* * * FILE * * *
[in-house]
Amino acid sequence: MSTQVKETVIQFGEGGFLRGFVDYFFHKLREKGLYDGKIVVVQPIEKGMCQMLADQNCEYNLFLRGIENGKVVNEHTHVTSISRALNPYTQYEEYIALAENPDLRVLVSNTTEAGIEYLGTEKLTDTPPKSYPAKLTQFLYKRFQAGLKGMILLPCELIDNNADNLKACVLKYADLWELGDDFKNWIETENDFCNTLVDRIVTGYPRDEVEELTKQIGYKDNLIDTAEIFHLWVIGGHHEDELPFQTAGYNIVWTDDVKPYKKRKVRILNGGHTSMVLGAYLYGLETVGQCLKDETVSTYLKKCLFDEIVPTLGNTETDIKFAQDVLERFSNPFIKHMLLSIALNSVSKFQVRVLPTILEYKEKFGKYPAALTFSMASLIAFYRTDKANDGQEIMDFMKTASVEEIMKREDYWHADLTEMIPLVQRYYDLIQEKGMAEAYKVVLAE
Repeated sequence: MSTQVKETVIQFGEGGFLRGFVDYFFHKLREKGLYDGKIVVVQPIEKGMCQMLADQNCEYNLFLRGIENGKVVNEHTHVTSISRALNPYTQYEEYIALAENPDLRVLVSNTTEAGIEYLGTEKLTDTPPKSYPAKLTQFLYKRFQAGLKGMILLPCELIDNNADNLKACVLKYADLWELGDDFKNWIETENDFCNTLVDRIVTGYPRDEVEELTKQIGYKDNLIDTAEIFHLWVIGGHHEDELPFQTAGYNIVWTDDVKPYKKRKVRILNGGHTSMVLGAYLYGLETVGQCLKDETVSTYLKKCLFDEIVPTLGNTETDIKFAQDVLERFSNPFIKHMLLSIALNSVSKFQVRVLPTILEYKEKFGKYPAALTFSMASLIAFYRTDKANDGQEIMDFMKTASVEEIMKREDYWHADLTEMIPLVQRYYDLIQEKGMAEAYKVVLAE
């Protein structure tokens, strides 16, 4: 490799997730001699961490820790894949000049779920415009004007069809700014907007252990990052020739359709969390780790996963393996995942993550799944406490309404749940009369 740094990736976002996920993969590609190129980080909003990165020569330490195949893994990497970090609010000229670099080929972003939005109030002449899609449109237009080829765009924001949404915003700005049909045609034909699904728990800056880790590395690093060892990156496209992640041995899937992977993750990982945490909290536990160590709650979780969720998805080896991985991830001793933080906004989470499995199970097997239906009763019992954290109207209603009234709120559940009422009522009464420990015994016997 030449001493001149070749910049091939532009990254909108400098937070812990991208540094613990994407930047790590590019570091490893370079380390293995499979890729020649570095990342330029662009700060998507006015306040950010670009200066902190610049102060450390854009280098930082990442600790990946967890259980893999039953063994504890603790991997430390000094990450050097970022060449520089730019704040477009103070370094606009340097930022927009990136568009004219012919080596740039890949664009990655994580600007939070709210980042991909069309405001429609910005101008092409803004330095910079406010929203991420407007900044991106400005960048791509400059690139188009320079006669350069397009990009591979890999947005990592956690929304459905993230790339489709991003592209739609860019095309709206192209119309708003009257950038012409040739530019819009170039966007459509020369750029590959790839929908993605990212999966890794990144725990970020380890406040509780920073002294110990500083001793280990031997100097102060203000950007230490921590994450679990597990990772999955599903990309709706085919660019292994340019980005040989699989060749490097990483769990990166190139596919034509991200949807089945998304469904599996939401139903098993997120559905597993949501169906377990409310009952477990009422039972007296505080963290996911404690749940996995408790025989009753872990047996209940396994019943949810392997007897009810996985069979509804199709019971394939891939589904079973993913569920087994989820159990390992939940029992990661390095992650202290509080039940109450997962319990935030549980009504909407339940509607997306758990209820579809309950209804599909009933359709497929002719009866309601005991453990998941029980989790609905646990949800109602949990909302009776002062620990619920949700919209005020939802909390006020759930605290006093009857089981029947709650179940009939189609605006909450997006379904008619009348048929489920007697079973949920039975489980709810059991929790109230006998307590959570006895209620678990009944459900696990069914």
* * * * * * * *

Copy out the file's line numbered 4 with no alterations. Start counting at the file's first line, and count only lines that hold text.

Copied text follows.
């Protein structure tokens, strides 16, 4: 490799997730001699961490820790894949000049779920415009004007069809700014907007252990990052020739359709969390780790996963393996995942993550799944406490309404749940009369 740094990736976002996920993969590609190129980080909003990165020569330490195949893994990497970090609010000229670099080929972003939005109030002449899609449109237009080829765009924001949404915003700005049909045609034909699904728990800056880790590395690093060892990156496209992640041995899937992977993750990982945490909290536990160590709650979780969720998805080896991985991830001793933080906004989470499995199970097997239906009763019992954290109207209603009234709120559940009422009522009464420990015994016997 030449001493001149070749910049091939532009990254909108400098937070812990991208540094613990994407930047790590590019570091490893370079380390293995499979890729020649570095990342330029662009700060998507006015306040950010670009200066902190610049102060450390854009280098930082990442600790990946967890259980893999039953063994504890603790991997430390000094990450050097970022060449520089730019704040477009103070370094606009340097930022927009990136568009004219012919080596740039890949664009990655994580600007939070709210980042991909069309405001429609910005101008092409803004330095910079406010929203991420407007900044991106400005960048791509400059690139188009320079006669350069397009990009591979890999947005990592956690929304459905993230790339489709991003592209739609860019095309709206192209119309708003009257950038012409040739530019819009170039966007459509020369750029590959790839929908993605990212999966890794990144725990970020380890406040509780920073002294110990500083001793280990031997100097102060203000950007230490921590994450679990597990990772999955599903990309709706085919660019292994340019980005040989699989060749490097990483769990990166190139596919034509991200949807089945998304469904599996939401139903098993997120559905597993949501169906377990409310009952477990009422039972007296505080963290996911404690749940996995408790025989009753872990047996209940396994019943949810392997007897009810996985069979509804199709019971394939891939589904079973993913569920087994989820159990390992939940029992990661390095992650202290509080039940109450997962319990935030549980009504909407339940509607997306758990209820579809309950209804599909009933359709497929002719009866309601005991453990998941029980989790609905646990949800109602949990909302009776002062620990619920949700919209005020939802909390006020759930605290006093009857089981029947709650179940009939189609605006909450997006379904008619009348048929489920007697079973949920039975489980709810059991929790109230006998307590959570006895209620678990009944459900696990069914």